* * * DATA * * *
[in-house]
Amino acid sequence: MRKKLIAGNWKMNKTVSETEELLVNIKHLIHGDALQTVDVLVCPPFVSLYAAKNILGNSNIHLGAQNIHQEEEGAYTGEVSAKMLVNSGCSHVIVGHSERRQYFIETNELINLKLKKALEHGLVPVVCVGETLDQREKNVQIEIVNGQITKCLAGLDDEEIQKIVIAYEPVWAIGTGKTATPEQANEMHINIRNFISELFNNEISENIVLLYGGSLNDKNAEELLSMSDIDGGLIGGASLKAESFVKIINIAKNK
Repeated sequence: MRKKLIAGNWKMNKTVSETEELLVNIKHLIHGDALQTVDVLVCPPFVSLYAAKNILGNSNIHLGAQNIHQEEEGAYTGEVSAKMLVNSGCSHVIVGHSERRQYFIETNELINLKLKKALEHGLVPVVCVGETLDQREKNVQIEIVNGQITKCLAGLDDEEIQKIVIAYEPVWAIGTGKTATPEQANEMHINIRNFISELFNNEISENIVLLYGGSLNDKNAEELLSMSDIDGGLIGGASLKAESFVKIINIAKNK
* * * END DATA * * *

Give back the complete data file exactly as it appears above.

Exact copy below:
[in-house]
Amino acid sequence: MRKKLIAGNWKMNKTVSETEELLVNIKHLIHGDALQTVDVLVCPPFVSLYAAKNILGNSNIHLGAQNIHQEEEGAYTGEVSAKMLVNSGCSHVIVGHSERRQYFIETNELINLKLKKALEHGLVPVVCVGETLDQREKNVQIEIVNGQITKCLAGLDDEEIQKIVIAYEPVWAIGTGKTATPEQANEMHINIRNFISELFNNEISENIVLLYGGSLNDKNAEELLSMSDIDGGLIGGASLKAESFVKIINIAKNK
Repeated sequence: MRKKLIAGNWKMNKTVSETEELLVNIKHLIHGDALQTVDVLVCPPFVSLYAAKNILGNSNIHLGAQNIHQEEEGAYTGEVSAKMLVNSGCSHVIVGHSERRQYFIETNELINLKLKKALEHGLVPVVCVGETLDQREKNVQIEIVNGQITKCLAGLDDEEIQKIVIAYEPVWAIGTGKTATPEQANEMHINIRNFISELFNNEISENIVLLYGGSLNDKNAEELLSMSDIDGGLIGGASLKAESFVKIINIAKNK